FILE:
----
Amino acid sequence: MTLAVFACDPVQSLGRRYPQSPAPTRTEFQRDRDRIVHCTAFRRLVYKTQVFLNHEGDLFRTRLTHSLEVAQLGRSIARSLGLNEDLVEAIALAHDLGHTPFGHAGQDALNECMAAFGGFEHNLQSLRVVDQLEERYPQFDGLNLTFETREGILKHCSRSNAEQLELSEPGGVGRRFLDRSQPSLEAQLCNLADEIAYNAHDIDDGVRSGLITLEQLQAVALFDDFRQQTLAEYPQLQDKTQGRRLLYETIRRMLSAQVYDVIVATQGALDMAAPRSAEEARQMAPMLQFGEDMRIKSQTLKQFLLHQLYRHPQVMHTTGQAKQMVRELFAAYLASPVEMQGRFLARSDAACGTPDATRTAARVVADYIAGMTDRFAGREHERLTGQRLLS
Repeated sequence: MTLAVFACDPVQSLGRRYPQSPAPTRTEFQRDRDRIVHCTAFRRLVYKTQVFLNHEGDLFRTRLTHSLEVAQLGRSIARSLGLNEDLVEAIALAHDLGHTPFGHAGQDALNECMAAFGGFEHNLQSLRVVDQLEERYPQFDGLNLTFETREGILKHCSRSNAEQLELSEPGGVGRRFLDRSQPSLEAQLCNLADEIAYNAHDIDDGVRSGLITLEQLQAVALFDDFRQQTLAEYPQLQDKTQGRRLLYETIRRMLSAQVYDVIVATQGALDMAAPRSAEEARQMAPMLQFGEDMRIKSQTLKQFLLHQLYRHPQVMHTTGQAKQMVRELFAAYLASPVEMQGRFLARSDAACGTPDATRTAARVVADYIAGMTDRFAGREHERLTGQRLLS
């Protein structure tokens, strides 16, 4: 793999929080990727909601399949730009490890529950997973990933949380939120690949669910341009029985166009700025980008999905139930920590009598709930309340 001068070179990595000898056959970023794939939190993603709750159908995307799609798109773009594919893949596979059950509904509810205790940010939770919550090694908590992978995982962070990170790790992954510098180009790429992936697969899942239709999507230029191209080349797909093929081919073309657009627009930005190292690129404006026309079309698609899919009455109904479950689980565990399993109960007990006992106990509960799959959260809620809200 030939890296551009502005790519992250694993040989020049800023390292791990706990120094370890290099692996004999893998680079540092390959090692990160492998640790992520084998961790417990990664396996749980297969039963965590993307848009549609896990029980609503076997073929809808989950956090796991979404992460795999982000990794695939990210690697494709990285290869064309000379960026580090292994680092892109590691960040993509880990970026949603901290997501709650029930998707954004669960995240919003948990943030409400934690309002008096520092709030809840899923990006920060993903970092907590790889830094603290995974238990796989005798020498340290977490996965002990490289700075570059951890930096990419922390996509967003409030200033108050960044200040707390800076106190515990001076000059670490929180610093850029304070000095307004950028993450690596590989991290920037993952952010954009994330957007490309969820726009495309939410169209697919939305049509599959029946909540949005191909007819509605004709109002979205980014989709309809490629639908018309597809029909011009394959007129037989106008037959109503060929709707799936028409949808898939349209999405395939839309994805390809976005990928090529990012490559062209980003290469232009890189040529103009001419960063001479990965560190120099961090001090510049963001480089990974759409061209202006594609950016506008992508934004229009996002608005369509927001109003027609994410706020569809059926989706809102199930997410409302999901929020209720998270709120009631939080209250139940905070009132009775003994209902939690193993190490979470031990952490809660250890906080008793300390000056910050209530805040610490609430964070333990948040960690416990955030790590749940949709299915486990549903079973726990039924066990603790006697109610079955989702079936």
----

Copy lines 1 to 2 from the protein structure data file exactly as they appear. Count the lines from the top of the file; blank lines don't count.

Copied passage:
Amino acid sequence: MTLAVFACDPVQSLGRRYPQSPAPTRTEFQRDRDRIVHCTAFRRLVYKTQVFLNHEGDLFRTRLTHSLEVAQLGRSIARSLGLNEDLVEAIALAHDLGHTPFGHAGQDALNECMAAFGGFEHNLQSLRVVDQLEERYPQFDGLNLTFETREGILKHCSRSNAEQLELSEPGGVGRRFLDRSQPSLEAQLCNLADEIAYNAHDIDDGVRSGLITLEQLQAVALFDDFRQQTLAEYPQLQDKTQGRRLLYETIRRMLSAQVYDVIVATQGALDMAAPRSAEEARQMAPMLQFGEDMRIKSQTLKQFLLHQLYRHPQVMHTTGQAKQMVRELFAAYLASPVEMQGRFLARSDAACGTPDATRTAARVVADYIAGMTDRFAGREHERLTGQRLLS
Repeated sequence: MTLAVFACDPVQSLGRRYPQSPAPTRTEFQRDRDRIVHCTAFRRLVYKTQVFLNHEGDLFRTRLTHSLEVAQLGRSIARSLGLNEDLVEAIALAHDLGHTPFGHAGQDALNECMAAFGGFEHNLQSLRVVDQLEERYPQFDGLNLTFETREGILKHCSRSNAEQLELSEPGGVGRRFLDRSQPSLEAQLCNLADEIAYNAHDIDDGVRSGLITLEQLQAVALFDDFRQQTLAEYPQLQDKTQGRRLLYETIRRMLSAQVYDVIVATQGALDMAAPRSAEEARQMAPMLQFGEDMRIKSQTLKQFLLHQLYRHPQVMHTTGQAKQMVRELFAAYLASPVEMQGRFLARSDAACGTPDATRTAARVVADYIAGMTDRFAGREHERLTGQRLLS